Four ingredients for the win.
Ah, let us count the ways we love Ree Drummond. These days, The Pioneer Woman is an icon for country living. She’s a talented cookbook author, runs her own hit show on the Food Network, and even has her own restaurant in Osage County, Oklahoma.
But amidst all of her success, it’s easy to forget she got her start as a humble blogger back in 2006. Long before her website was a sleek collection of recipes and cooking tips, it was lessons on ranch living, homeschooling adventures, and a look into her rural family life (RIP “Confessions of a Pioneer Woman”).
WATCH: Pioneer Woman's New Store
Now, Ree Drummond is coming clean on the one thing that catapulted her into the spotlight. “I can confirm that 'How to Cook a Steak' was my first cooking post ever. However, it didn't really go viral — it just slowly brought in more readers over time! I started blogging in 2006 and started doing recipes in 2007...[O]ver time, people came to read, shared with people they knew, etc!” Drummond explains in a new interview with PopSugar. “They enjoyed the step-by-step format, then started asking me to post more, and that's how my food blog began.”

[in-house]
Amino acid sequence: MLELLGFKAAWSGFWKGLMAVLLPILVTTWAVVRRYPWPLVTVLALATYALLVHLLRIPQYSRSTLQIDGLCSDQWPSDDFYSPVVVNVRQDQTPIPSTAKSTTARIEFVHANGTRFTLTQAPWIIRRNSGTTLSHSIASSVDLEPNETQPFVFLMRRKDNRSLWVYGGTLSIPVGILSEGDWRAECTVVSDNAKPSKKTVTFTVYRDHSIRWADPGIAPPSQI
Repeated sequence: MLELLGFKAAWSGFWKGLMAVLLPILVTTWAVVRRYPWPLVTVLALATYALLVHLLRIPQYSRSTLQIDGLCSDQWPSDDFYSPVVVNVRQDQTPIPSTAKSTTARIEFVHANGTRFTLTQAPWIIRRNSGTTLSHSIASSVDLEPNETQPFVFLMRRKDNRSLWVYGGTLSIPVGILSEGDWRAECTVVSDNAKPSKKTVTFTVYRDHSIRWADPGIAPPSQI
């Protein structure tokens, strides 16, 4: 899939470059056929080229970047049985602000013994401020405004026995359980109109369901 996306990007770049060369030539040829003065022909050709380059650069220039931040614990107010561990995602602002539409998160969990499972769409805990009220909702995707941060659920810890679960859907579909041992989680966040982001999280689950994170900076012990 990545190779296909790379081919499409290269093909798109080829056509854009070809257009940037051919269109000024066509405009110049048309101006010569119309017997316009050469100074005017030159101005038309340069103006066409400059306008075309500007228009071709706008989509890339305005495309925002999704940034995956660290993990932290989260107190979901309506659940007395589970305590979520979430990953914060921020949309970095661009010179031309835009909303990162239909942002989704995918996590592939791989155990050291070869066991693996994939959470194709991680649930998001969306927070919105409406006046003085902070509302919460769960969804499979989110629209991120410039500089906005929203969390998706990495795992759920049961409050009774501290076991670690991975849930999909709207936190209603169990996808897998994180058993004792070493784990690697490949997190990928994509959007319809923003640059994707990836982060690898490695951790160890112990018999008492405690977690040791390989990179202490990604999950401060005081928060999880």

The now infamous ribeye steak recipe is quite simple to master. In the instructions, Drummond calls for Lawry’s Seasoned Salt, McCormick Lemon Pepper, and her ever-beloved butter. After lightly dusting a ribeye steak with Lawry’s and then Lemon Pepper, Drummond rubs a stick of butter over a hot griddle. After roughly a quarter of a stick melts, she let’s the butter sizzle for a few minutes before slapping on the pre-seasoned ribeye steak.
She then follows a simple method to get those coveted grill-marks along the steak’s surface. First, she presses down firmly on the griddle for 1 minute, 45 seconds before rotating the steak 90 degrees. Two minutes later, Drummond flips the steak over on the other side. Repeating the directions on the other side, she waits another minute and 45 seconds before rotating the steak 90 degrees and cooking for a final two minutes.
It’s medium-rare perfection, and to steal a line from The Pioneer Woman's original post, “it’ll make your soul sing.”
Get the full recipe here.